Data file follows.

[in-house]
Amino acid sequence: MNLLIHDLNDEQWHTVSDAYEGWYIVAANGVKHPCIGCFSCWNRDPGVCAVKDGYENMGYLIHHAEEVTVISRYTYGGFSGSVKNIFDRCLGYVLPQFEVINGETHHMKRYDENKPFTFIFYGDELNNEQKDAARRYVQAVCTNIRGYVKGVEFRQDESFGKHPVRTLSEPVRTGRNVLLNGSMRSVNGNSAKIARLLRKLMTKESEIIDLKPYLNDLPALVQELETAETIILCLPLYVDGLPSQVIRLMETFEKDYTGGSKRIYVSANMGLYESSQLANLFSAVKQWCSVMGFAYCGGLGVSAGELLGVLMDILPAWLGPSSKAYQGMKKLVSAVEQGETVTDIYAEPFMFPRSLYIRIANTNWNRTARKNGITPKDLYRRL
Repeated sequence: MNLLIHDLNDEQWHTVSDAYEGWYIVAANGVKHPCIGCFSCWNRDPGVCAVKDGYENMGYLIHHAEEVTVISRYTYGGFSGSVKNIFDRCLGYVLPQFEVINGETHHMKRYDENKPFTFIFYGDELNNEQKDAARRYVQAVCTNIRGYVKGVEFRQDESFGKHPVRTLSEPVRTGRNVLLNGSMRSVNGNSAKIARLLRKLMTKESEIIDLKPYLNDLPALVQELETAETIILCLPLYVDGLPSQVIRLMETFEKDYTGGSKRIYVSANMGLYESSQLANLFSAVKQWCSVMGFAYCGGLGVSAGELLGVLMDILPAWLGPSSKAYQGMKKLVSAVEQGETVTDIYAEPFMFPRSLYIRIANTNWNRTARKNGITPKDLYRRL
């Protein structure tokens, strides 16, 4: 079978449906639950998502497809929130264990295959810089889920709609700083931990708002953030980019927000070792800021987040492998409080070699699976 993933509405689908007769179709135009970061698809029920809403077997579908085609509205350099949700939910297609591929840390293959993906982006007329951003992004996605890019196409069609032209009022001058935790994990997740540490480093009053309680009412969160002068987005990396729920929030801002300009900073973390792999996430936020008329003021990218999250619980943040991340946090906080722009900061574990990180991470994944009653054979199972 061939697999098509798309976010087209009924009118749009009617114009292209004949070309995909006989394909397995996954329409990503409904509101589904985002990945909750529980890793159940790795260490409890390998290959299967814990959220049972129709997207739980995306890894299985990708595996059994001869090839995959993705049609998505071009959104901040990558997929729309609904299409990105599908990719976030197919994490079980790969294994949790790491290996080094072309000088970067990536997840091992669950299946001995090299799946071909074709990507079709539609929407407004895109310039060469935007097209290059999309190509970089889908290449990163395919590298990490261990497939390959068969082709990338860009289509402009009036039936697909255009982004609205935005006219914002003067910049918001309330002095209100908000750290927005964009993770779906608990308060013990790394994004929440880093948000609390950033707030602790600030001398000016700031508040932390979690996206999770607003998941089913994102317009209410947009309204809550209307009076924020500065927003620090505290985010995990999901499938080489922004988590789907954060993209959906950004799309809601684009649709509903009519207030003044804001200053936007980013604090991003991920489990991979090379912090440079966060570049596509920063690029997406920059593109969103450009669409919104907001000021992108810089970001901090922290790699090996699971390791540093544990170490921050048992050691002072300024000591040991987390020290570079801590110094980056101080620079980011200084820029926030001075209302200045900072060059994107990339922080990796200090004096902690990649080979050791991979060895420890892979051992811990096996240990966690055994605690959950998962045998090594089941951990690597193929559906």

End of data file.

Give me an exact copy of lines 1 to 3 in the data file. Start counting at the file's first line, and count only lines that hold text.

[in-house]
Amino acid sequence: MNLLIHDLNDEQWHTVSDAYEGWYIVAANGVKHPCIGCFSCWNRDPGVCAVKDGYENMGYLIHHAEEVTVISRYTYGGFSGSVKNIFDRCLGYVLPQFEVINGETHHMKRYDENKPFTFIFYGDELNNEQKDAARRYVQAVCTNIRGYVKGVEFRQDESFGKHPVRTLSEPVRTGRNVLLNGSMRSVNGNSAKIARLLRKLMTKESEIIDLKPYLNDLPALVQELETAETIILCLPLYVDGLPSQVIRLMETFEKDYTGGSKRIYVSANMGLYESSQLANLFSAVKQWCSVMGFAYCGGLGVSAGELLGVLMDILPAWLGPSSKAYQGMKKLVSAVEQGETVTDIYAEPFMFPRSLYIRIANTNWNRTARKNGITPKDLYRRL
Repeated sequence: MNLLIHDLNDEQWHTVSDAYEGWYIVAANGVKHPCIGCFSCWNRDPGVCAVKDGYENMGYLIHHAEEVTVISRYTYGGFSGSVKNIFDRCLGYVLPQFEVINGETHHMKRYDENKPFTFIFYGDELNNEQKDAARRYVQAVCTNIRGYVKGVEFRQDESFGKHPVRTLSEPVRTGRNVLLNGSMRSVNGNSAKIARLLRKLMTKESEIIDLKPYLNDLPALVQELETAETIILCLPLYVDGLPSQVIRLMETFEKDYTGGSKRIYVSANMGLYESSQLANLFSAVKQWCSVMGFAYCGGLGVSAGELLGVLMDILPAWLGPSSKAYQGMKKLVSAVEQGETVTDIYAEPFMFPRSLYIRIANTNWNRTARKNGITPKDLYRRL